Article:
General and Malpractice Disclaimers
The North Carolina Medical Board’s Licensee Information pages are intended as a resource for patients and others seeking information about the education, training and professional backgrounds of licensed physicians and physician assistants. Commercial use of this information is not appropriate.
Licensee Information pages contain a combination of required and optional information. Unless specifically noted, information is self-reported by licensees and is not independently verified by the Board. However, the Board will conduct periodic random audits in an effort to encourage accurate, timely reporting. Failure to provide information for a required category, or intentionally providing false or misleading information, may be considered unprofessional conduct and could subject the licensee to disciplinary action.
The following information is provided to the Licensee Information pages from the records of the NC Medical Board:
License number (resident training licensees have no number, but are identified as “RTL”)
Date of issue
Renewal date (aka expiration date)
Medical, osteopathic or physician assistant schools/programs attended and graduation dates
Any public action, disciplinary or otherwise, executed by the NC Medical Board.
The following information, which is required public information under NC law, is provided to the NC Medical Board by licensees:
Address and telephone number(s) of the primary practice setting. If no telephone number is provided by the licensee, the NCMB cannot provide the number upon request.
Board certifications The NC Medical Board recognizes only certifications conferred by organizations approved by the American Board of Medical Specialties or the Bureau of Osteopathic Specialists of the American Osteopathic Association.
Area(s) of practice This may or may not be the same as the licensee’s board certification. Area of practice is intended to state the licensee’s current activities.
NC hospital privileges
Medical licenses, active or inactive, issued by another state or country
Final suspensions or revocations of hospital privileges
Final disciplinary orders or actions of any regulatory board or agency, including other state medical boards, the U.S. Food and Drug Administration, the U.S. Drug Enforcement Administration, Medicare or the N.C. Medicaid program
Certain misdemeanor convictions
Certain malpractice/professional liability insurance payment information
Licensees may choose to provide information for the following optional categories:
Practice Web address
Days licensee sees patients at the primary practice setting
Number of years in clinical practice
Participation in Medicare and Medicaid and whether new patients in these insurance programs are currently being accepted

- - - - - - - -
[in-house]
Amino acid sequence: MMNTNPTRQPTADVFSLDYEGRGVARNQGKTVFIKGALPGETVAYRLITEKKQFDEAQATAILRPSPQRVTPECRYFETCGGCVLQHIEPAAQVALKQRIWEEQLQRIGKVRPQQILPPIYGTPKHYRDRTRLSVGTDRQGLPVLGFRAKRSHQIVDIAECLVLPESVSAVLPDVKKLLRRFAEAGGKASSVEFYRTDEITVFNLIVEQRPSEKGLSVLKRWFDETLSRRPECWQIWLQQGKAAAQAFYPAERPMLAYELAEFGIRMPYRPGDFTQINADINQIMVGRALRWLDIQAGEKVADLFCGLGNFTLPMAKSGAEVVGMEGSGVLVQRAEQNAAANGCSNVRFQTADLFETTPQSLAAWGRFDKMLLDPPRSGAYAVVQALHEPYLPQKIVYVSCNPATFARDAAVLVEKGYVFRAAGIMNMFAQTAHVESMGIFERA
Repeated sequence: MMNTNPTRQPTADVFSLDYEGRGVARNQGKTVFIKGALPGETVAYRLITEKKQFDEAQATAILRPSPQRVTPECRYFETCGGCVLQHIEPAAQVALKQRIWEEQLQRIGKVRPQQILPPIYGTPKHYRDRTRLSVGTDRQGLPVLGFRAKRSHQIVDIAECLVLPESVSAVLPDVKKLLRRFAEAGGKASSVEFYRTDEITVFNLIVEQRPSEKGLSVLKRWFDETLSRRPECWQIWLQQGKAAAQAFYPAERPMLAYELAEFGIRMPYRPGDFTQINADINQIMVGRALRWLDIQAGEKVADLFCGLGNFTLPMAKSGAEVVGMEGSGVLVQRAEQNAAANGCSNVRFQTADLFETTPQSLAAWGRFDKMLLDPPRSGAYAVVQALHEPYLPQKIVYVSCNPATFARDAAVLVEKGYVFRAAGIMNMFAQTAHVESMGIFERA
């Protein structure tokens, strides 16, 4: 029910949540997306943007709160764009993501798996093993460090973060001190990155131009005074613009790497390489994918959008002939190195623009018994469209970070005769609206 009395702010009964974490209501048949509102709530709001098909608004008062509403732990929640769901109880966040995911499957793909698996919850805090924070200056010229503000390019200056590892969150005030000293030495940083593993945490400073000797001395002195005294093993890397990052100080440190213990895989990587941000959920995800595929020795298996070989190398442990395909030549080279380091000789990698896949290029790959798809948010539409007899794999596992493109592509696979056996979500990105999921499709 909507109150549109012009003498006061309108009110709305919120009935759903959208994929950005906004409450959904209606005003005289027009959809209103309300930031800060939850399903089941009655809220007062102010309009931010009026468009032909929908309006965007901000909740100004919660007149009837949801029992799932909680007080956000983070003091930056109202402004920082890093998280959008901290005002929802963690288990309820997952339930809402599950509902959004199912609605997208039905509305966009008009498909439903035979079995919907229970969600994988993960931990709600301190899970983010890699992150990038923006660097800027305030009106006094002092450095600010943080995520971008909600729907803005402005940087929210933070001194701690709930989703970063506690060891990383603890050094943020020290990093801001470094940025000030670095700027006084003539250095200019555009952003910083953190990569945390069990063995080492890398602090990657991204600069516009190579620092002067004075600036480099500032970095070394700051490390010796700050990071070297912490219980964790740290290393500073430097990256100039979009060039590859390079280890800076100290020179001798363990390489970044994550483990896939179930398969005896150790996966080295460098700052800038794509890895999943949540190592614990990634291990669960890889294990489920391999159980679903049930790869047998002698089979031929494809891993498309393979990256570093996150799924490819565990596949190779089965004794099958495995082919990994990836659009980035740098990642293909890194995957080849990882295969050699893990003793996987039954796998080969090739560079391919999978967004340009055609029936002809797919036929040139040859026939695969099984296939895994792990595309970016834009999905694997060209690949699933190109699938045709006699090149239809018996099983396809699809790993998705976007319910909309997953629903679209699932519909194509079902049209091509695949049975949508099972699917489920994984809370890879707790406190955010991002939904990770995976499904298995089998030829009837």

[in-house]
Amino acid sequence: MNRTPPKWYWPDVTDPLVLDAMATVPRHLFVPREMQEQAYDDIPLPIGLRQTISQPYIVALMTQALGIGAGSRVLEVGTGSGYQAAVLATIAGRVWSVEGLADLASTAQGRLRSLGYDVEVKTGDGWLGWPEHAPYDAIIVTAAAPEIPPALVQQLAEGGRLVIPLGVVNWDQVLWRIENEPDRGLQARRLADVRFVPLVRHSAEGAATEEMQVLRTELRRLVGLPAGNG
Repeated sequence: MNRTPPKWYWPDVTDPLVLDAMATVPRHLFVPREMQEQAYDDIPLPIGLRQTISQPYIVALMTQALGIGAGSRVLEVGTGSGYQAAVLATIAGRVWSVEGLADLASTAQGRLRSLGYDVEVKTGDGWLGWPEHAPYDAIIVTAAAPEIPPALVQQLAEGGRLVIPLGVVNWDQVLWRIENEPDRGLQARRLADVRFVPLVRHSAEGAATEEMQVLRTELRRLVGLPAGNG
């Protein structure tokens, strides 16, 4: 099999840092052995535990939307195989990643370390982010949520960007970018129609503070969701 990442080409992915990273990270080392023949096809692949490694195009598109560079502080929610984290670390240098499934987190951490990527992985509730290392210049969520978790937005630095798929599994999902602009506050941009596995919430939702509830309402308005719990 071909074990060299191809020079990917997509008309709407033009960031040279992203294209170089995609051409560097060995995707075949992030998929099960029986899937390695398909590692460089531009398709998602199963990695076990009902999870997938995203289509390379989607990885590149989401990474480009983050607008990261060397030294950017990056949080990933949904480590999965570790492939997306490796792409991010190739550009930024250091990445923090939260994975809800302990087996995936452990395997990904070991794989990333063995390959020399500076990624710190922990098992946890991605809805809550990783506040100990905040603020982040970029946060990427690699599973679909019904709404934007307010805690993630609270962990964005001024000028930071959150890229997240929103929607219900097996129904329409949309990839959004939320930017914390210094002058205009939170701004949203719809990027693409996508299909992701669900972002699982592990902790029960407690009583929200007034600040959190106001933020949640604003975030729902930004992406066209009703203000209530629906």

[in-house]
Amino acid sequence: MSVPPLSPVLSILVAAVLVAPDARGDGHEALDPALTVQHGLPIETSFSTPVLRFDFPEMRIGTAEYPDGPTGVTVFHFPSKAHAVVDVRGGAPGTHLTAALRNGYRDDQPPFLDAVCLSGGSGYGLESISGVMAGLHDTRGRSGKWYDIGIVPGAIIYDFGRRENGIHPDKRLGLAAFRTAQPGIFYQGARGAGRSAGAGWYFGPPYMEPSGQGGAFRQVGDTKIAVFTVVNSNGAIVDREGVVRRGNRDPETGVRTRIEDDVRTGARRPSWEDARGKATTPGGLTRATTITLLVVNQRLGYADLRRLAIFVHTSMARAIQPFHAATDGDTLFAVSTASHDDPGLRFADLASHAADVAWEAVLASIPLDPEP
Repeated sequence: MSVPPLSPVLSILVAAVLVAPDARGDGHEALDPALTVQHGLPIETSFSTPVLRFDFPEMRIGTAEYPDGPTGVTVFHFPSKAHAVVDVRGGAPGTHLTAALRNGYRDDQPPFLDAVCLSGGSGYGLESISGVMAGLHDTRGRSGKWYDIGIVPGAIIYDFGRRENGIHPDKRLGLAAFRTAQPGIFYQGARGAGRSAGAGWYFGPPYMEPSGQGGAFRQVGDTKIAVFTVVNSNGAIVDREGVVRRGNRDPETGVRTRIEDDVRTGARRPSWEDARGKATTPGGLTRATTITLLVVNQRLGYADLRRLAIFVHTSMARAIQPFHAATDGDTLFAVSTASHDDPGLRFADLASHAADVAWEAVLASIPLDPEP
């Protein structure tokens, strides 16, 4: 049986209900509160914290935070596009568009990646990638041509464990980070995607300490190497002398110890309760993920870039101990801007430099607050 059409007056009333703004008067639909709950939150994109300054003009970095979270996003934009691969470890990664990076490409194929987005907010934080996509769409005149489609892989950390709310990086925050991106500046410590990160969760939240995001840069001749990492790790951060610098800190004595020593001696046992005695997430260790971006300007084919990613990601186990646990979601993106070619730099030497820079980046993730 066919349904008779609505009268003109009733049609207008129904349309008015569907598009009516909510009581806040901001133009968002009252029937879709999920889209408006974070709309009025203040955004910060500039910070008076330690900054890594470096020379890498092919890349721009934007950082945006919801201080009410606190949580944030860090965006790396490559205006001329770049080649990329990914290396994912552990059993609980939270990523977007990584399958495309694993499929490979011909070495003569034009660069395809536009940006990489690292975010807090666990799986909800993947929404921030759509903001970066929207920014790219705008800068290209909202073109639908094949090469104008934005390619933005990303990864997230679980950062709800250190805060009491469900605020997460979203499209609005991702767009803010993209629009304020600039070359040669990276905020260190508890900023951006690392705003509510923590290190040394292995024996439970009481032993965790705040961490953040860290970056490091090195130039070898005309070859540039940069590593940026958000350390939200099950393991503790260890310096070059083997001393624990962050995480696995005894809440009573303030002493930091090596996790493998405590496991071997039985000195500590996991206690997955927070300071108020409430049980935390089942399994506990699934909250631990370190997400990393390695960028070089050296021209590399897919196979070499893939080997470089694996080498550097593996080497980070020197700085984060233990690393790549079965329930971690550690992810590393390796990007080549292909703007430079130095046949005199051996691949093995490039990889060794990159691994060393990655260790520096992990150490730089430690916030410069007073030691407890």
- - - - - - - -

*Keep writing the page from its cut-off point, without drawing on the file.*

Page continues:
Whether electronic medical records are used in the office setting
Non-English languages spoken in the office and by the licensee
Honors and awards
Professional volunteer service
Current faculty appointments
Memberships in professional organizations
Description of practice philosophy
Malpractice/Professional Liability Insurance Payment Disclaimer
A malpractice payment, also known as a professional liability insurance payment, is made as a formal resolution to a claim of medical negligence or substandard care.
The Board encourages the public to consider payment information in context and in combination with other information about the licensee’s education, training and professional experience.
When considering payment data on this site, please keep in mind:
- The existence of a payment does not necessarily mean that negligence has occurred, or that care was substandard. Nor is a payment necessarily evidence of incompetence, misconduct or an admission of wrongdoing on the part of the licensee.
- It often takes years for a malpractice claim to move through the legal and/or liability insurance systems. The incident that resulted in a payment may have taken place years before the payment was made.
- Payment histories vary by area of practice. Some licensees may have a higher-than-average incidence of payments because they specialize in treating patients who are at a high risk for problems.
- Professional liability insurance companies sometimes settle cases because it is less costly to make a monetary settlement than it is to defend a case in court. Many times, such cases are settled without a finding of fault or admission of negligence by the licensee.
North Carolina Medical Board Public Action associated with a payment
An important factor to consider when interpreting payment information is whether the payment is associated with a public action of the NC Medical Board. The Board reviews the quality of care associated with every payment involving a North Carolina licensee. The Board takes public action when its investigation determines patient care was below accepted and prevailing standards.
A note on how payment data is displayed on this site:
Pursuant to North Carolina law, this website publishes only settlements of $75,000 or more that occurred on or after May 1, 2008. In addition, the law requires the Board to publish a seven year history of judgments and awards. As of Dec. 1, 2009, this site published all judgments and awards since Dec. 1, 2002. Payment information will be updated over time so that the most recent seven years of data is displayed on this site.
The Board posts new payments that meet reporting criteria as quickly as possible. Dollar amounts are not published and licensee comments will not identify patients or other health care professionals.